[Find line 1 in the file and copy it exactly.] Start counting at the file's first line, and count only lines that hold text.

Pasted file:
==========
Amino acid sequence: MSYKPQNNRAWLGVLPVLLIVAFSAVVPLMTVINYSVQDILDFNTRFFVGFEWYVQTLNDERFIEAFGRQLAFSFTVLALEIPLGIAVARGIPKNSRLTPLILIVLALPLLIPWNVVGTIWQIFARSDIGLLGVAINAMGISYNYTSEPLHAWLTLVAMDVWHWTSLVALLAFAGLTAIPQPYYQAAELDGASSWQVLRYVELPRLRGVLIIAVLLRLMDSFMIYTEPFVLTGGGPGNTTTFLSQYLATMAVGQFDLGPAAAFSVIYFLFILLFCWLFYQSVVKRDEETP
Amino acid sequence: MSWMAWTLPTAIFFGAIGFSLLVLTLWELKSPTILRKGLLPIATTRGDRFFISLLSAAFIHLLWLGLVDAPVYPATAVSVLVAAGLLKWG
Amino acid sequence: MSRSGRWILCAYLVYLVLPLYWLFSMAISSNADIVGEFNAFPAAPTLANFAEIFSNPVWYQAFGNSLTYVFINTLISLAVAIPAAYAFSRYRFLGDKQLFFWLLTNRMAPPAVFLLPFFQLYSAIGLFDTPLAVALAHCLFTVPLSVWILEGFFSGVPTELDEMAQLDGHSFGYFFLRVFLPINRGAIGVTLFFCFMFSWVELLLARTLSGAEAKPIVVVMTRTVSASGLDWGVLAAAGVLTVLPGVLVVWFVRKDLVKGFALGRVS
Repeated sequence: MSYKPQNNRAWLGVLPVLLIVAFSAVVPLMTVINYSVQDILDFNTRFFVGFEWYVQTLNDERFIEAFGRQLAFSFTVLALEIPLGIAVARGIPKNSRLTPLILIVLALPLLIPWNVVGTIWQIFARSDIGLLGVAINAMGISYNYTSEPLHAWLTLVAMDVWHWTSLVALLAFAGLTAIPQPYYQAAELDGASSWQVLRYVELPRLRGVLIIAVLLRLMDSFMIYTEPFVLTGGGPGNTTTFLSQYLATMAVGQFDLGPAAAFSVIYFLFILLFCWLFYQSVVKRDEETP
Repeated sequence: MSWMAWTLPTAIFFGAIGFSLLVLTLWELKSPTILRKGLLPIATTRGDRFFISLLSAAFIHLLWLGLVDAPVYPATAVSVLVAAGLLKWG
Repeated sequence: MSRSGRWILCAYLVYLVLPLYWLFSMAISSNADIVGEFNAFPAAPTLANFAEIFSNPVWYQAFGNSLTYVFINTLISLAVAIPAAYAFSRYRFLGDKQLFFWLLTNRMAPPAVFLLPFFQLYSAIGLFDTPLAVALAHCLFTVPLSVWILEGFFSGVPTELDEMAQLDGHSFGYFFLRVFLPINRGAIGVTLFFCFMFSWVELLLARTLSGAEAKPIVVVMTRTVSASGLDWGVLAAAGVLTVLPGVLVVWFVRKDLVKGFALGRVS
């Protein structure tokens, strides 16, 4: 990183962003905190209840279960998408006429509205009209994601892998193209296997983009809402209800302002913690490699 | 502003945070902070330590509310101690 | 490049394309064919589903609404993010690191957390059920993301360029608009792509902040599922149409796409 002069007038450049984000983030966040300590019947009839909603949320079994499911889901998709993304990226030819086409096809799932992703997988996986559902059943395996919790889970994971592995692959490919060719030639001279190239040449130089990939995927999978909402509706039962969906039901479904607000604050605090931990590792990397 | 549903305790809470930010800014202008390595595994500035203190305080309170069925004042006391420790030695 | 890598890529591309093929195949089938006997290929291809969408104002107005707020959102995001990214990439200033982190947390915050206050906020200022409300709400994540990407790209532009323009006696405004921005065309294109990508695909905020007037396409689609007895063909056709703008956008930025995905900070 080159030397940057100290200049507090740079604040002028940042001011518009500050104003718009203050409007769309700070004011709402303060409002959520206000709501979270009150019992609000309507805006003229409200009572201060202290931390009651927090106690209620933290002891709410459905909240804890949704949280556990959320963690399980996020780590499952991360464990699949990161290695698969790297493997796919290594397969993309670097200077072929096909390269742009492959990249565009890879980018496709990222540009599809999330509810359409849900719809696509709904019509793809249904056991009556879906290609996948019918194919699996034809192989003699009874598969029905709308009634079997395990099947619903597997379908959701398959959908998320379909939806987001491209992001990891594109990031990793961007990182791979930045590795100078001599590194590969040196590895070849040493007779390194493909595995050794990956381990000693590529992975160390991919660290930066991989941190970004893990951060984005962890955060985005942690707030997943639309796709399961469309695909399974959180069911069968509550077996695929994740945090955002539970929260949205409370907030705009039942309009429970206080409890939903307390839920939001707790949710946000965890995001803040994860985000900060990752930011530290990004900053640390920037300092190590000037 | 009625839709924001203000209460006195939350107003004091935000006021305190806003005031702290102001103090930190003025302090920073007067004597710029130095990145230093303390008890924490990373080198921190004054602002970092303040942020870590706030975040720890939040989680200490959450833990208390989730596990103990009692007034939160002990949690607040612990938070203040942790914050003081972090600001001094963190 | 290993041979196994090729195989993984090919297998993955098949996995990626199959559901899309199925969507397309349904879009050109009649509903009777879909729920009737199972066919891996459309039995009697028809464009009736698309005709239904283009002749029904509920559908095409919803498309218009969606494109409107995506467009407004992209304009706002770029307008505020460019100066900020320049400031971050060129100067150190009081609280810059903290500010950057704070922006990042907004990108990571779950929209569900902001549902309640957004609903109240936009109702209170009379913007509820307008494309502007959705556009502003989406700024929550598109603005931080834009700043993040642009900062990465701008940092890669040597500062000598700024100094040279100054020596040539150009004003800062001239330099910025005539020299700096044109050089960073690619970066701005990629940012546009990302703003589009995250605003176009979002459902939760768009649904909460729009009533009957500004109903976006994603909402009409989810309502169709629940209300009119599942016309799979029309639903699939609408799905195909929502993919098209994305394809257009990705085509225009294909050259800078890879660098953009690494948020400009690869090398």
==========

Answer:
Amino acid sequence: MSYKPQNNRAWLGVLPVLLIVAFSAVVPLMTVINYSVQDILDFNTRFFVGFEWYVQTLNDERFIEAFGRQLAFSFTVLALEIPLGIAVARGIPKNSRLTPLILIVLALPLLIPWNVVGTIWQIFARSDIGLLGVAINAMGISYNYTSEPLHAWLTLVAMDVWHWTSLVALLAFAGLTAIPQPYYQAAELDGASSWQVLRYVELPRLRGVLIIAVLLRLMDSFMIYTEPFVLTGGGPGNTTTFLSQYLATMAVGQFDLGPAAAFSVIYFLFILLFCWLFYQSVVKRDEETP